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Pet Docs: Know the difference between normal aging and real health issues in family pets

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Perry Jameson (left) and Henri Bianucci. File/Staff

Frequent readers of this column likely will be familiar with my (Perry Jameson) dog, Flipper. He is a hound dog we adopted from Charleston Animal Society in 2007. They had given him the name Thor, but my 7-year-old daughter felt a better name was Flipper, as his long hound dog ears would flip over on top of his head when he played.

Flipper is not the same dog he was 13 years ago even though he has aged well. He is slower coming up the stairs, which he used to take two at a time. His hearing is not as acute as it was. He still enjoys play time, but instead of us having to stop from our exhaustion, he is done after about 15 minutes on his own. His joints no longer allow him to go running with me in the mornings. He now prefers just being where we are rather than being constantly active as in the past.

My wife, Dr. Holy Mims, brought him to work several months ago to have Dr. Henri Bianucci remove a lump from his leg. Being a good doctor, she took X-rays of his lungs to ensure nothing was going on in his chest prior to anesthesia.

Unfortunately, we found he had a lung tumor in the most common location for malignant pulmonary carcinoma. Based on his age, our family decided not to surgically open his chest and remove the tumor.

That was 6 months ago, and other than the normal aging changes he is experiencing, we would never know he had this tumor. Despite the limitations his aging has placed on him, he still has a great life. Our pets age just like we do, just at a faster rate.

It is important to understand the difference between what changes are normal and expected for a family pet from those that are real problems and need to be addressed quickly.

When we adopted Flipper, he was mostly white with several big tan spots over his body. Over the years these tan spots have faded to white. As dogs age, changes in the hair follicles result in the production of white hair instead of pigmented hair, especially around the face and muzzle. Their hair coat is often drier and duller than when younger.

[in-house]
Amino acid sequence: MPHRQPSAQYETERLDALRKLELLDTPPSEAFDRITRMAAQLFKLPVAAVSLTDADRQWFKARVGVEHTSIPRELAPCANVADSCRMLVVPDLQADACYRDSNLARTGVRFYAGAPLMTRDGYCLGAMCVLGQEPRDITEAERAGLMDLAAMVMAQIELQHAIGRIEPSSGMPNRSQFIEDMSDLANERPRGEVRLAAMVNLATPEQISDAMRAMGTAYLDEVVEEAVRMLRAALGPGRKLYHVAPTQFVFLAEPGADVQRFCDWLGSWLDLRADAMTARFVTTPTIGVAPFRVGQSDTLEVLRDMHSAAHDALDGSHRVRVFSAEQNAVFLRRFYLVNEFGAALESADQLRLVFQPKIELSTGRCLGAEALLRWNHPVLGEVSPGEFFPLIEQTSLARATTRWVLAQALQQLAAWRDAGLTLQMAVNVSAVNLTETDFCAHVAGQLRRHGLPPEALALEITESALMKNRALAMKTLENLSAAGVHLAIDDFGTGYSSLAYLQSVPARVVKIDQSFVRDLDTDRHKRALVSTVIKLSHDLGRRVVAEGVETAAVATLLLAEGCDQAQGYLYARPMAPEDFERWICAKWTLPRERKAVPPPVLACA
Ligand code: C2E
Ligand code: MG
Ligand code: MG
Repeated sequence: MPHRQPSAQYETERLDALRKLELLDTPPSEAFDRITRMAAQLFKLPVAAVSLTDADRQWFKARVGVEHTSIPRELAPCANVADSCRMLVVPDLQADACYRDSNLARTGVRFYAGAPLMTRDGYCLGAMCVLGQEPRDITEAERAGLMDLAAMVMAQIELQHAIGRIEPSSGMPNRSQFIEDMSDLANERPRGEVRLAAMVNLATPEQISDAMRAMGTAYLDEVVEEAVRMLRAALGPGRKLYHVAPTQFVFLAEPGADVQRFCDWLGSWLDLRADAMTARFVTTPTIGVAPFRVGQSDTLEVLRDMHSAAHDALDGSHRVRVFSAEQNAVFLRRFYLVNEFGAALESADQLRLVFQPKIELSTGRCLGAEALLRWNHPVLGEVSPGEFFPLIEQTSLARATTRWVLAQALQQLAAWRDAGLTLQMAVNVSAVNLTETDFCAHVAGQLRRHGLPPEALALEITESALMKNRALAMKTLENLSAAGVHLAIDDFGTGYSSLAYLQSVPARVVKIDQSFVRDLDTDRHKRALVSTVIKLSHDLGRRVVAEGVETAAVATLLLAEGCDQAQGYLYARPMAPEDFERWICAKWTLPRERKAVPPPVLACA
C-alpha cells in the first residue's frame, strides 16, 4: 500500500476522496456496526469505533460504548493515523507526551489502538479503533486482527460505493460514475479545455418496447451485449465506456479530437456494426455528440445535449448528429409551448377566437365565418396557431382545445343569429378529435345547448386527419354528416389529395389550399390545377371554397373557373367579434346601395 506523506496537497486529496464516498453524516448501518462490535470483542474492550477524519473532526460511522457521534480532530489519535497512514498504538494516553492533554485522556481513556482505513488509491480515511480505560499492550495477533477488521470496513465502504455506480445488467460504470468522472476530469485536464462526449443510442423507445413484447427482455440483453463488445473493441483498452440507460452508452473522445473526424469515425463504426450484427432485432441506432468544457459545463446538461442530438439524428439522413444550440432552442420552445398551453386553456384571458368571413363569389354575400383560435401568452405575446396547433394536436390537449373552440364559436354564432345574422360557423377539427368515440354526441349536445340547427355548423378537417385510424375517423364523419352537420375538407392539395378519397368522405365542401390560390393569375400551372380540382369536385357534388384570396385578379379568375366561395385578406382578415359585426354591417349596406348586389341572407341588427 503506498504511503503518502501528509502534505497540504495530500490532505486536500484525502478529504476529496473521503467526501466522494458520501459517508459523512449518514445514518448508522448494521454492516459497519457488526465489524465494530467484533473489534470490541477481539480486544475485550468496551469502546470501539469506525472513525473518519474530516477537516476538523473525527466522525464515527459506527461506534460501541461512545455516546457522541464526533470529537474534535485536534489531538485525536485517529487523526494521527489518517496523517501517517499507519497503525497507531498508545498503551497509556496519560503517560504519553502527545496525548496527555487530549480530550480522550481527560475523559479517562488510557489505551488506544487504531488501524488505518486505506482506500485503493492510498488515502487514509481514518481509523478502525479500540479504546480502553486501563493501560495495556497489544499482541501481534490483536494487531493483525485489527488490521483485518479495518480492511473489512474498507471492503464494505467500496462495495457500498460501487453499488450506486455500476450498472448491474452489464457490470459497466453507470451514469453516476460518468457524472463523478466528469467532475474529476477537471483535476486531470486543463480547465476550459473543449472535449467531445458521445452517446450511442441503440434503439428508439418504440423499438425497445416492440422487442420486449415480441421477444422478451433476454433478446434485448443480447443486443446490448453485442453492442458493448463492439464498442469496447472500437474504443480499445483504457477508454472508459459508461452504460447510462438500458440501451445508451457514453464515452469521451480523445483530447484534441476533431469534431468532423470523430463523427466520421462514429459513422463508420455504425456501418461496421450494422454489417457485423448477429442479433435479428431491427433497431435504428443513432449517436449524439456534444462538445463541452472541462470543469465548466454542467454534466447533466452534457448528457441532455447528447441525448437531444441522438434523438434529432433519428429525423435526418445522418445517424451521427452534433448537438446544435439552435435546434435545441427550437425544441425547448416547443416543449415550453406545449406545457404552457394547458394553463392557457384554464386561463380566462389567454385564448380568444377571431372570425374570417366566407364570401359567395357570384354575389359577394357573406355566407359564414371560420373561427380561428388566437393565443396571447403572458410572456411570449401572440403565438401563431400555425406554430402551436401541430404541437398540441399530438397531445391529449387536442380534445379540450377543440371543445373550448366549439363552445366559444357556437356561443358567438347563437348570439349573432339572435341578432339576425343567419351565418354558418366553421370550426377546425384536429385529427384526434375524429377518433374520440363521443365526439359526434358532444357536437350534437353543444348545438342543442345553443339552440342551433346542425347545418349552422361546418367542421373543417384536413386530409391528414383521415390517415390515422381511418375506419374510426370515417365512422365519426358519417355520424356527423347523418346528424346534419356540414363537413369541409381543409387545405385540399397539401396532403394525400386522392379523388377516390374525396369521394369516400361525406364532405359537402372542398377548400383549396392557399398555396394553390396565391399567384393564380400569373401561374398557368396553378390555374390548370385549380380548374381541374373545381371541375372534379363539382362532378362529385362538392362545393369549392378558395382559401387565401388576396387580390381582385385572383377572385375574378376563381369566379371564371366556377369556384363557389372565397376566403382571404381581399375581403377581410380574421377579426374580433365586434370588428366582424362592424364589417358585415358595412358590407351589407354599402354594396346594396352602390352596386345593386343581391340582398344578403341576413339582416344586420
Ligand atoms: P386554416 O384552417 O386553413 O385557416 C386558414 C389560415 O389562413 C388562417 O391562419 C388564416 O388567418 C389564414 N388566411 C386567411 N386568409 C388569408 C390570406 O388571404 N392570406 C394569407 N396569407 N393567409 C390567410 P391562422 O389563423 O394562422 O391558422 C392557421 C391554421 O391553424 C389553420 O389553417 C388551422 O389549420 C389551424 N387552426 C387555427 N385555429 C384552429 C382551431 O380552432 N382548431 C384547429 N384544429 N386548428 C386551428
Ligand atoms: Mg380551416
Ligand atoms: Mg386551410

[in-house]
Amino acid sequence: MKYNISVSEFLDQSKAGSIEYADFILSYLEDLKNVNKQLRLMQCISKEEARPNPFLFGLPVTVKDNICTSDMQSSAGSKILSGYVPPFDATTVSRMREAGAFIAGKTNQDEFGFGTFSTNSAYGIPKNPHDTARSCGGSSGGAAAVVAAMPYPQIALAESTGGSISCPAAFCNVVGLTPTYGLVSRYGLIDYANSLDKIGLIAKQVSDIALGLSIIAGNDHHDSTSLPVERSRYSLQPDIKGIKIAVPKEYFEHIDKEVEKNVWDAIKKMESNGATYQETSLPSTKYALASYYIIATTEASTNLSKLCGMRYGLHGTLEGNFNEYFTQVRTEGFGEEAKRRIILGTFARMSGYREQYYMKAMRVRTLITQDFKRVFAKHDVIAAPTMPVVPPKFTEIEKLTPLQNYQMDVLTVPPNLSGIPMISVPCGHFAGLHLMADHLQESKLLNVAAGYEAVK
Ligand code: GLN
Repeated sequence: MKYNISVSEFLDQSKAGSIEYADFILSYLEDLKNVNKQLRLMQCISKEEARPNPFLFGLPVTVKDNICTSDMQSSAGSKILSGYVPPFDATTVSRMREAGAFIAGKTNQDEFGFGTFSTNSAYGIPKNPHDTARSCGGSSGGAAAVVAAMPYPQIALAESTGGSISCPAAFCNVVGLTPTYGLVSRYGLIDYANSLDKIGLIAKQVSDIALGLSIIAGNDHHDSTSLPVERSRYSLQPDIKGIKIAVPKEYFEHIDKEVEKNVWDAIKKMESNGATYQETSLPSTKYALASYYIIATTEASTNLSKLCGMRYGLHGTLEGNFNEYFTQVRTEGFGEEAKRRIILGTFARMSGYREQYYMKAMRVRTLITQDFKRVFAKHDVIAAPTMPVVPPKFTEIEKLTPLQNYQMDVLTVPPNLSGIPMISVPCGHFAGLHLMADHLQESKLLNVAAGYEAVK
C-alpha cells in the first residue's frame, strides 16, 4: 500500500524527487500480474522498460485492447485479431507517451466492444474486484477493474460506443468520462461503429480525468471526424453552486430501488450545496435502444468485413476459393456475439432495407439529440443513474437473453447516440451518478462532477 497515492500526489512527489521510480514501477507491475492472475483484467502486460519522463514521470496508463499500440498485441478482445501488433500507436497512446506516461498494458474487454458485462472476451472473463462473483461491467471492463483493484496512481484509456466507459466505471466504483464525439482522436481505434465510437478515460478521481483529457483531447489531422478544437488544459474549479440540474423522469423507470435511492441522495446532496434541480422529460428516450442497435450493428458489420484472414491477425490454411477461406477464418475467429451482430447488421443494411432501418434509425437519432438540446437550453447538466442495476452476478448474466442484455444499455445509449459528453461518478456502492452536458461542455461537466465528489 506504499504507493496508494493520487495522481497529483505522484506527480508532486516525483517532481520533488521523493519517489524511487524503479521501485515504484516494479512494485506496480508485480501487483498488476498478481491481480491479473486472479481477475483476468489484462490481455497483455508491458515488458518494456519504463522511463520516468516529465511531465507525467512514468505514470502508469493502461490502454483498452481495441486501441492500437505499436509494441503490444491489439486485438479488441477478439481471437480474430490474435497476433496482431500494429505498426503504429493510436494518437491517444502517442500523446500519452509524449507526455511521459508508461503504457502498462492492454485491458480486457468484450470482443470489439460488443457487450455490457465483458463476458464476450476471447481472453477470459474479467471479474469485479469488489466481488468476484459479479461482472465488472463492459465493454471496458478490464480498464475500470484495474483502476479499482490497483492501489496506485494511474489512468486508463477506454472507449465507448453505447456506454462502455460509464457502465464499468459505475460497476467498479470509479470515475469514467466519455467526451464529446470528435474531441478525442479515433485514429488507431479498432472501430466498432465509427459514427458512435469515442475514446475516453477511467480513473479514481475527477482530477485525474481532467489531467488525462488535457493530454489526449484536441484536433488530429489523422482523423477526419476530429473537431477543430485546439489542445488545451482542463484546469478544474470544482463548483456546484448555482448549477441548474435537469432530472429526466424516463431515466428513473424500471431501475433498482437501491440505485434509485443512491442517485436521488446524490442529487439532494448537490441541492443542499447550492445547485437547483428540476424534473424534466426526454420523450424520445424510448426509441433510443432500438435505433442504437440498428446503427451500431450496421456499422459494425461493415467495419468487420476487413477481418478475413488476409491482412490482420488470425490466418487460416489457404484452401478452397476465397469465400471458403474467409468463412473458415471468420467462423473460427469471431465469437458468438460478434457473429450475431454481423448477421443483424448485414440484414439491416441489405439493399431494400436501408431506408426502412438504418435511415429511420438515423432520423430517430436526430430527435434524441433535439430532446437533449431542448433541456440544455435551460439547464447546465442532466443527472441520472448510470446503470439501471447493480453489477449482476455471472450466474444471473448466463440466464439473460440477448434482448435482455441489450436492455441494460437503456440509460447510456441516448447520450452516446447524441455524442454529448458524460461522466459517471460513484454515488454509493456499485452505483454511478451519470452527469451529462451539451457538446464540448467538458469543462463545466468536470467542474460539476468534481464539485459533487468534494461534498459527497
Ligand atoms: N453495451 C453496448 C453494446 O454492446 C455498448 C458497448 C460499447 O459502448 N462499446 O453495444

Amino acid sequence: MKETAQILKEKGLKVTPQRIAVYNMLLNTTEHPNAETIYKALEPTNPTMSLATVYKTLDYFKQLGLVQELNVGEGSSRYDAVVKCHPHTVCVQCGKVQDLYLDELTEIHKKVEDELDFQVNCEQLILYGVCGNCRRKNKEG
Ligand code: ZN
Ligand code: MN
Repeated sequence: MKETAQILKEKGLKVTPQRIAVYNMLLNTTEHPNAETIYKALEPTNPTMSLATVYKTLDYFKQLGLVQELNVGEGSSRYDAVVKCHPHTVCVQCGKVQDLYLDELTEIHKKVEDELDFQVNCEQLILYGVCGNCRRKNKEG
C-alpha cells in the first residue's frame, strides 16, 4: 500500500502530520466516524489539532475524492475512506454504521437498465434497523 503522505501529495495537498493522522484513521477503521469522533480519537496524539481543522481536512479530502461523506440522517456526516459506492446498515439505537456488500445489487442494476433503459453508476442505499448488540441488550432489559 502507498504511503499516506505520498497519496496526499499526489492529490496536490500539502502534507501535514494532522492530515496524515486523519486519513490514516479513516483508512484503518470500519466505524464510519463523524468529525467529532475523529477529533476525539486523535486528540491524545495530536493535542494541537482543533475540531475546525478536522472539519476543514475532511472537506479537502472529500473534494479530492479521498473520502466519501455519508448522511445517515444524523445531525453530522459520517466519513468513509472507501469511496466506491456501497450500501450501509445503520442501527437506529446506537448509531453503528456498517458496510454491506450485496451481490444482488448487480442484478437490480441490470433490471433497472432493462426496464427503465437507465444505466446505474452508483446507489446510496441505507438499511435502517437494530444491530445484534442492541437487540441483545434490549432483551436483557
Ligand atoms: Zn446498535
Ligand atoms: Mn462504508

Sarcopenia is the normal loss of muscle as we age, and dogs suffer from this, too. Consistent physical activity will slow some of the age-associated loss of muscle. Continue that daily walk if possible; you may just have to shorten it.

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Many dogs around the age of 6 develop a bluish-gray haziness to the lenses of their eyes. These are often confused with cataracts but do not affect vision the way cataracts do. This normal aging change is called nuclear (or lenticular) sclerosis. Hearing loss is common in dogs and is similar to that which occurs in humans.

The heart is a muscle and it ages, as well. Cardiac output declines and loss of the ability for the heart to respond to increased demand occurs. I have noticed this in Flipper as the inability for him to exercise at the same intensity or for the same duration as when he was younger.

In many female dogs, the urethral sphincter will weaken as they age resulting in urinary incontinence. This is something that develops in about 20 percent of spayed female dogs. Fortunately, it often responds to medical therapy.

Hormonal function may decline, as well, with increases in hypothyroidism and diabetes mellitus diagnosed in older patients. With supplementation of the missing hormones, these deficiencies can easily be treated.

As early as 7 to 8 years of age, behavioral changes may begin and these changes are associated with brain aging. These may manifest as changes in cognition, sleep patterns, activity, motor skills and human interaction. Interestingly, impaired dogs interact less with their people but shift to just wanting to be around them.

Flipper cannot climb the stairs as quickly as he once could. He is not as sure-footed as he once was, stumbling where he never did before. This is from arthritis developing in his joints, which is common. The best therapy is weight control so the joints do not have to support more weight than they were designed to.

There are more and more supplements and dog-specific aspirin-like medications that can be prescribed and dramatically improve mobility.

We know Flipper will not live forever, but the time he has left, we want to make it great.

Dr. Henri Bianucci and Dr. Perry Jameson are with Veterinary Specialty Care LLC. Send questions to petdocs@postandcourier.com.

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